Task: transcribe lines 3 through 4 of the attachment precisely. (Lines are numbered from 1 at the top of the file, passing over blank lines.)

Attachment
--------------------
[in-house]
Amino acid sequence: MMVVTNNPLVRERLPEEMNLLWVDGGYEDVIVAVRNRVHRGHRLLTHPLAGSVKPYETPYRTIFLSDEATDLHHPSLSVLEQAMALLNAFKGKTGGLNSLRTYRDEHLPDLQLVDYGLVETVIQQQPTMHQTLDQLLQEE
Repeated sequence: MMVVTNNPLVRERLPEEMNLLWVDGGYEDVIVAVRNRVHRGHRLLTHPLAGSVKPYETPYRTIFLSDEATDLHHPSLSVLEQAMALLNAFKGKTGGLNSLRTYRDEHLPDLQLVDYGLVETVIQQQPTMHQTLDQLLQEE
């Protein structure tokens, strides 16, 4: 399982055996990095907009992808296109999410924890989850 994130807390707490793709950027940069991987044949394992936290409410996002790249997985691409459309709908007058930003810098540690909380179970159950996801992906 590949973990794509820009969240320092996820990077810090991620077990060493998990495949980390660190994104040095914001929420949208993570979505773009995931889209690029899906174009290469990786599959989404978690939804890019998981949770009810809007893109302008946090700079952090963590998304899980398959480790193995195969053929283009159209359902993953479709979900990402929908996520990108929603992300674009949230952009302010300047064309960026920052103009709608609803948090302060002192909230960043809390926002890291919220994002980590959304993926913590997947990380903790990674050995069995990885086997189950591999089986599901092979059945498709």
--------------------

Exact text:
Repeated sequence: MMVVTNNPLVRERLPEEMNLLWVDGGYEDVIVAVRNRVHRGHRLLTHPLAGSVKPYETPYRTIFLSDEATDLHHPSLSVLEQAMALLNAFKGKTGGLNSLRTYRDEHLPDLQLVDYGLVETVIQQQPTMHQTLDQLLQEE
């Protein structure tokens, strides 16, 4: 399982055996990095907009992808296109999410924890989850 994130807390707490793709950027940069991987044949394992936290409410996002790249997985691409459309709908007058930003810098540690909380179970159950996801992906 590949973990794509820009969240320092996820990077810090991620077990060493998990495949980390660190994104040095914001929420949208993570979505773009995931889209690029899906174009290469990786599959989404978690939804890019998981949770009810809007893109302008946090700079952090963590998304899980398959480790193995195969053929283009159209359902993953479709979900990402929908996520990108929603992300674009949230952009302010300047064309960026920052103009709608609803948090302060002192909230960043809390926002890291919220994002980590959304993926913590997947990380903790990674050995069995990885086997189950591999089986599901092979059945498709």